• Col 3:12-17: Holy and beloved by God, clothe yourselves with goodness.

• 1 Th 1:2-7: Loved by God and chosen by him, you became imitators of us and of the Lord.

Compare Eph 1:3-14 with our charismatic texts and with the Magisterium of the Church

In his goodness, God has bestowed overflowing riches of grace (blessings)  on the Pauline Family through Jesus Christ.

Such graces (blessings) are to be revealed in the centuries to come

by religious women and men (of the Pauline Family) these new angels of he earth.

With a wisdom equal to his love,

the Lord bestowed the many riches (blessings) that are in the Pauline Family:

so that, ‘through the Church, the manifold wisdom of God will be revealed.’

Everything is God’s: everything leads us to the Magnificat.
• Deus Caritas Est (17)

God has loved us first and he continues to do so; we too, then, can respond with love. God does not demand of us a feeling that we ourselves are incapable of producing. He loves us, he makes us see and experience his love and since he has ‘loved us first,’ love can also blossom as a response within us.

God’s blessings are effective: when bestowed on the head or founder of a family, they are fulfilled in that person’s descendents.

Fr. Alberione is the head and founder of our family; we are his descendents: “Projecting himself mentally into the future, he felt that in the new century generous people would experience what he was feeling….”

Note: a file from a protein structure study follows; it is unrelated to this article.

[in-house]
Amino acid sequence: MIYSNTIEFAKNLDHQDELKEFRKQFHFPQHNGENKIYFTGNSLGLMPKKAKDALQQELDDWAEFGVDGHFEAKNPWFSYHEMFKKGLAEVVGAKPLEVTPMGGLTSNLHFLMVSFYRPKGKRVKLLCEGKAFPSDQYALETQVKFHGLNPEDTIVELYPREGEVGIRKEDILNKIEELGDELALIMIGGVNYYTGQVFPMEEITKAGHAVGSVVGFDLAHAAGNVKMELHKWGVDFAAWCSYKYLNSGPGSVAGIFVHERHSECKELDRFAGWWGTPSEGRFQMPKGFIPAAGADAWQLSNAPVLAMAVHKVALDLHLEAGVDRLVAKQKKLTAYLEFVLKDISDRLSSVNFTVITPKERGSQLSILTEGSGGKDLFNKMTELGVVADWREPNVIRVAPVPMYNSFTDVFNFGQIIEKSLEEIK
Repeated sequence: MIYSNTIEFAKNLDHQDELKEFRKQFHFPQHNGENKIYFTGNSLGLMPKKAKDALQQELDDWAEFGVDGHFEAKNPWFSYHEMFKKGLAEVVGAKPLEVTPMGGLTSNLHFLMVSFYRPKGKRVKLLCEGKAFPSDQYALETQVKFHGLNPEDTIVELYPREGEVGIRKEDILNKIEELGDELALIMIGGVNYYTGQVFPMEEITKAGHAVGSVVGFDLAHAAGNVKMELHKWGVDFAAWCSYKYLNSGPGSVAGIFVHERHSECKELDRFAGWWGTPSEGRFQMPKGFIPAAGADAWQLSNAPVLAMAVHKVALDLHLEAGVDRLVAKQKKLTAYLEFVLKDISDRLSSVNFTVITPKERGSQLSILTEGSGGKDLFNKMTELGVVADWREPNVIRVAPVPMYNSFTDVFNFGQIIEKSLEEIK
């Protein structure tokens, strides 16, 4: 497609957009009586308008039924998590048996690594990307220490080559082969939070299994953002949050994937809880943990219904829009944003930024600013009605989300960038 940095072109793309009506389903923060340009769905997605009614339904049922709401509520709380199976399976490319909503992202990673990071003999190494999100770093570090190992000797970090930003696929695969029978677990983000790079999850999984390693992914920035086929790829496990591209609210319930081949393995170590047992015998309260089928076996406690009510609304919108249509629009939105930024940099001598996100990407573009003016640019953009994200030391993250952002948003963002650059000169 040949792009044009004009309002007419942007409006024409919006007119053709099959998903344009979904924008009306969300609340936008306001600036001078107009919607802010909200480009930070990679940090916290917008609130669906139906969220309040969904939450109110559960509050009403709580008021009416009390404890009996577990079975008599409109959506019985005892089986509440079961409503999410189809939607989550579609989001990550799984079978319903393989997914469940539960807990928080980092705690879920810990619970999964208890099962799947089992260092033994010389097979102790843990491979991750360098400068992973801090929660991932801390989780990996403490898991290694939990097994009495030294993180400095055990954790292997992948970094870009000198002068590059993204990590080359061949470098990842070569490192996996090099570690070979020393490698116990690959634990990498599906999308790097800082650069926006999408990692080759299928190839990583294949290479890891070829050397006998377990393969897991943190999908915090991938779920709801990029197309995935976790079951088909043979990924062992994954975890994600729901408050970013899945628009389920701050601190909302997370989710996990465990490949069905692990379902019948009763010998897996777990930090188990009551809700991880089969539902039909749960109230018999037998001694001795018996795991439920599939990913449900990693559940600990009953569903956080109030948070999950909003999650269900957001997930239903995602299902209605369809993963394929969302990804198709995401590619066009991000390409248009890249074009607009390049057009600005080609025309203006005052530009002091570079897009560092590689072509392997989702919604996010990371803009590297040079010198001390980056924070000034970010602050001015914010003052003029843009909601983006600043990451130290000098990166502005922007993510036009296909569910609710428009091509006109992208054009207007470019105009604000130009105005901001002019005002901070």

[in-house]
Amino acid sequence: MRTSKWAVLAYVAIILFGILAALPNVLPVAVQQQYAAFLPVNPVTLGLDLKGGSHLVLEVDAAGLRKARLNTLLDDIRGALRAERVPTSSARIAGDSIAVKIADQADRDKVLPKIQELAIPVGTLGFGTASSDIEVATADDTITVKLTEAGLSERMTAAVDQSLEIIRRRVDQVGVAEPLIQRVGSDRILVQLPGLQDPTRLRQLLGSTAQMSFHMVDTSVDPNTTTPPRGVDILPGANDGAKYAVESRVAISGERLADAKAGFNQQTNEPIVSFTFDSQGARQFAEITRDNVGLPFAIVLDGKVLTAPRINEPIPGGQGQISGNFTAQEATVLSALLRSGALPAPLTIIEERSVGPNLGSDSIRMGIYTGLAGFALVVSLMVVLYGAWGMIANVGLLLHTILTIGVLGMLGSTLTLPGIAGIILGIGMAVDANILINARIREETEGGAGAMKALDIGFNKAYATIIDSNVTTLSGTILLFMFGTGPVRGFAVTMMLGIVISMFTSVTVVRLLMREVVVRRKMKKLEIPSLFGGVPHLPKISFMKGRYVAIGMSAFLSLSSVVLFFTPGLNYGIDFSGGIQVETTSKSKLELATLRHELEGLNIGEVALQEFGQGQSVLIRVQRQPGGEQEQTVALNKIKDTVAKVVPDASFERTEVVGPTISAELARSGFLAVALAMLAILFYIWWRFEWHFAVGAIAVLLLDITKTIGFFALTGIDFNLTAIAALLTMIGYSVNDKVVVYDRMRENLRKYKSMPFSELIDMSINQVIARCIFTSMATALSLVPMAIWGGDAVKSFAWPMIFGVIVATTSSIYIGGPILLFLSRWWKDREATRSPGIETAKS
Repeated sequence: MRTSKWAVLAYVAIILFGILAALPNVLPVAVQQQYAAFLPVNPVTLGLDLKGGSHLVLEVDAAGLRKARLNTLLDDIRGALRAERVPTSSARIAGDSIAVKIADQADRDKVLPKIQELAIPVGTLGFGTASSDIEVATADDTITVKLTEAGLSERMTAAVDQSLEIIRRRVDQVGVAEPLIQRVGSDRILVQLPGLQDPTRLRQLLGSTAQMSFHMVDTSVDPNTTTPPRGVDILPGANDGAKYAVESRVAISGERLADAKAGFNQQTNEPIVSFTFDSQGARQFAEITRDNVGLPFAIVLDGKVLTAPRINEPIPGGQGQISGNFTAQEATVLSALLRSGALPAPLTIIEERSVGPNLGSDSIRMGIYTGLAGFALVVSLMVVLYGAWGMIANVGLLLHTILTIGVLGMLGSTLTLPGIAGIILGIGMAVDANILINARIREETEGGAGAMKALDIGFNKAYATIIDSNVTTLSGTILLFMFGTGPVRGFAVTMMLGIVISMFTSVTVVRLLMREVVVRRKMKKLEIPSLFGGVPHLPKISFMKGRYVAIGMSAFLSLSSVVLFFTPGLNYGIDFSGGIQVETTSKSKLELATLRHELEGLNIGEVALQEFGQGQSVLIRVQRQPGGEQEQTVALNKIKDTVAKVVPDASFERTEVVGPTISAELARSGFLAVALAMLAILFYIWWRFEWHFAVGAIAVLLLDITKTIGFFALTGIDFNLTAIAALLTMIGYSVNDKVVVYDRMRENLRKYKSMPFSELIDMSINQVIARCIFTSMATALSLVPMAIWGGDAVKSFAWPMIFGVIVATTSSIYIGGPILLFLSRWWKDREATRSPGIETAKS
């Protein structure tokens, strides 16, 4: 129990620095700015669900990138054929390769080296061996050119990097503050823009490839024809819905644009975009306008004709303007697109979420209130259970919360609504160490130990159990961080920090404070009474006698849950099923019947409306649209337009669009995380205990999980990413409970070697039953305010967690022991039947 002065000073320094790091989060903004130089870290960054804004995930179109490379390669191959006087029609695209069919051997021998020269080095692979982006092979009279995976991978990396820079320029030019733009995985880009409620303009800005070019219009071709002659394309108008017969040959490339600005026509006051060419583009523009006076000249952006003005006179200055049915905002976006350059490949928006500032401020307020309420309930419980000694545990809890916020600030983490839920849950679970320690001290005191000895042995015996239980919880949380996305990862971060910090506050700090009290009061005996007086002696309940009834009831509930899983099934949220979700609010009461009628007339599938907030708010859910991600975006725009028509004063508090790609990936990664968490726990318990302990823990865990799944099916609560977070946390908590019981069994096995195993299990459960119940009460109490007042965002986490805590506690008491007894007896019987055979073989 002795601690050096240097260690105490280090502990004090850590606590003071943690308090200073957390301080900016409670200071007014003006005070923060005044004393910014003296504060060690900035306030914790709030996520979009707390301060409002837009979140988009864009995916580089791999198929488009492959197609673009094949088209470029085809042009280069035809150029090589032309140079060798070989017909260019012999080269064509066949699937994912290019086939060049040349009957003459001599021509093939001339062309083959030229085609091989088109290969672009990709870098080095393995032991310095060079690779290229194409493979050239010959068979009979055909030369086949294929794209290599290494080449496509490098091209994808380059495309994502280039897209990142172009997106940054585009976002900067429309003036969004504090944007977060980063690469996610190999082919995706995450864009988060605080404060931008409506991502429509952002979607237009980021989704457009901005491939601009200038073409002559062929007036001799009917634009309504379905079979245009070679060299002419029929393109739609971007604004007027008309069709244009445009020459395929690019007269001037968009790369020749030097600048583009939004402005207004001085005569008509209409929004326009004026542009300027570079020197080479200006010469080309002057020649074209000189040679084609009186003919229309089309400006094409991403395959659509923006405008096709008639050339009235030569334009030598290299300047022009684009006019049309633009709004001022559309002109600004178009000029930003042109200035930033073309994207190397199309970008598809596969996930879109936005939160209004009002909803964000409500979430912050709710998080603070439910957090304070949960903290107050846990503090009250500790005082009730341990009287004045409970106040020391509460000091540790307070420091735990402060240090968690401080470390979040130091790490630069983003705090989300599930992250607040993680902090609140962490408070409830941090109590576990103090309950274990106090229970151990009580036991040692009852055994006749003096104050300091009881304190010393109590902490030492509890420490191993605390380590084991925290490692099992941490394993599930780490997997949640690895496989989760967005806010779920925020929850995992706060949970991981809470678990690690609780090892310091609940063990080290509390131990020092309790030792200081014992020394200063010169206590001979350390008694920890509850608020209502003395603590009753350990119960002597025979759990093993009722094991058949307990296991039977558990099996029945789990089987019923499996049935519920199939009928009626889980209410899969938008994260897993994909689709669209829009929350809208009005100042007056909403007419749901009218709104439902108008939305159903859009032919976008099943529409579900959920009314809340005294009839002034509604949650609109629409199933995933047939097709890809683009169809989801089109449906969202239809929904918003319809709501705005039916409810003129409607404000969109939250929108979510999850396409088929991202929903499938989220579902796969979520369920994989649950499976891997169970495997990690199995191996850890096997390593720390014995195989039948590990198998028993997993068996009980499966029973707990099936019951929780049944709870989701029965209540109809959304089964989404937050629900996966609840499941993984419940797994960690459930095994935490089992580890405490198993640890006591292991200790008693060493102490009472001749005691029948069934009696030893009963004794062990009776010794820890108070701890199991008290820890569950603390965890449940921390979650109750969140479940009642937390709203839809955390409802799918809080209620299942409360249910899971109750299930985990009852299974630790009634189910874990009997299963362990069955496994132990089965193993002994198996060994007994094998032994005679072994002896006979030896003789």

(AD 17; also cf. AD 5,6).
With wonder and joy, I realize what an immense gift the Lord gave me by calling me to life, to the Faith and to the Pauline vocation.

What do I feel when I realize that I have been “chosen and loved” from all eternity?

Oratio: prayer

I am a Miracle of God

Divine Master,

your mercy is infinite;

I will never be able to fully understand it.

I want to adore it more than examine it.

How is it that you chose me,

a small creature,

a great sinner,

whom you already knew

would betray your expectations?

It was a complete act of mercy—wholly and entirely!

I am a miracle of God!

Your call of the twelve transformed them;

your call to me has made me a new person.

I am immersed in Christ:

his interests are my interests;

his doctrine, my doctrine.

My life is that of Christ.

I carry out his works,

or better, he carries them out in me.

( Blessed James Alberione, Paolo Apostolo, 18)

I offer God my personal hymn of praise and thanksgiving for the overflowing riches of grace (blessings) he has poured out on me and on the Pauline Family:

Contemplatio: I wait for and welcome God’s consolation

In the light of this Word, I evaluate the quality of my response to God, who has “loved and called me from all eternity.”

I come to a better grasp of what I am doing to communicate to others the love I have received so gratuitously from the Lord by evaluating the quality of my life and relationships: with the sisters of my community, with my superiors, with the receivers of my apostolate, etc.

Each of these persons, like me, has been chosen by God, love by his and blessed by him in Christ Jesus.

Actio: action

Enlightened by the Word of Paul, I return to my daily life, encouraged by our Founder’s invitation: “Let everyone consider herself or himself to be a beacon of light, a loudspeaker of Jesus, a secretary of the evangelists, of St. Paul….